Developers will often say that these games live and die by their communities, but never has this been truer than with what is, unquestionably, the oldest running MMO in existence. And now that Meridian 59 is totally free, surely it's absolutely bustling with jaded MMO veterans looking for a verdant little Portland, Oregon in which to settle down and compose idylls about the unmitigated beauty of raid parsers or whatever?
I disturb the carnal bliss of two copulating flies on my keyboard to type in "who", and get a sense of exactly how many players one can expect to find in Meridian 59 at any given time. 36 names are beamed back to me. It's not really peak hour in the land of milk and honey and adolescent angina, so I try again a few times later on, and get 100 people at the most. It's quiet, too, because Meridian 59's developers wisely made it such that the global chat command consumes half your available mana whenever you use it, effectively preventing the spam and obnoxious debates that seem to plague chat channels in every other MMO.
At the risk of wasting mana I'll never use, I broadcast a question: why keep coming back to Meridian 59? "It's different to anything else out there" is the common consensus, and there's also an undercurrent of relief that Near Death Studios is no longer in control. I get the sense that there isn't much turnover in Meridian 59's core user-base, and the obviously tight-knit community is well-acquainted with the game's various quirks and charms. It's a small club, to be sure, but it's not a rude or unwelcoming one: quite the opposite, and I suspect that were you to take the plunge into this ancient virtual world, you'd have to be a complete Gordon Ramsay to have trouble finding someone to guide you along.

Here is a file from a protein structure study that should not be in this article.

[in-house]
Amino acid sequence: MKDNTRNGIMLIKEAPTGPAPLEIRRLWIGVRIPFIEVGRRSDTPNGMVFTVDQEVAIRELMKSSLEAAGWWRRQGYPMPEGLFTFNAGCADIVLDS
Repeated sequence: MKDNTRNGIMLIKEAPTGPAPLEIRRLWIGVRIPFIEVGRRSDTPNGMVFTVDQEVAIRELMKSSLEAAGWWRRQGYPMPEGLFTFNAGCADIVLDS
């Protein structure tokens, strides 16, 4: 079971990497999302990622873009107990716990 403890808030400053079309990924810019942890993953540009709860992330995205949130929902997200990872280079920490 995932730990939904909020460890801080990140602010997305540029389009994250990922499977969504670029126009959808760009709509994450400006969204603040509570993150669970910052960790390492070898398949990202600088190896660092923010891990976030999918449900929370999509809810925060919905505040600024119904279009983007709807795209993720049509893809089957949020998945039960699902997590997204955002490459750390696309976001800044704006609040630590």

Of course, the accumulated experience of Meridian 59's player-base is also going to prevent you from accessing one of the game's key attractions - PvP - until you're heavily entrenched. I discovered this the hard, albeit quick, way. But there are other unique aspects to explore. For example, Meridian 59 features a dynamic NPC faction system, which players can become involved in and manipulate so as to secure dominance for their chosen leader.
A similar system reportedly applies to player-run guilds, so it's theoretically feasible for your guild to take over the entire sever, tiny as it is. It would be difficult to give you a sense of how these mechanics affect the grand scheme of things in Meridian 59 these days, though, without spending months as an embedded reporter in this tiny community.
That shouldn't stop you from giving it a swing, though. You could easily do worse than to engross yourself into such a well-worn and detailed virtual world, and even if it ultimately leaves you jonesing for Naxxramas, at least you've spent a few hours perusing what's arguably an extremely important historical document in the history of (online) videogames. Steel yourself, though: them blacksmiths have it going on.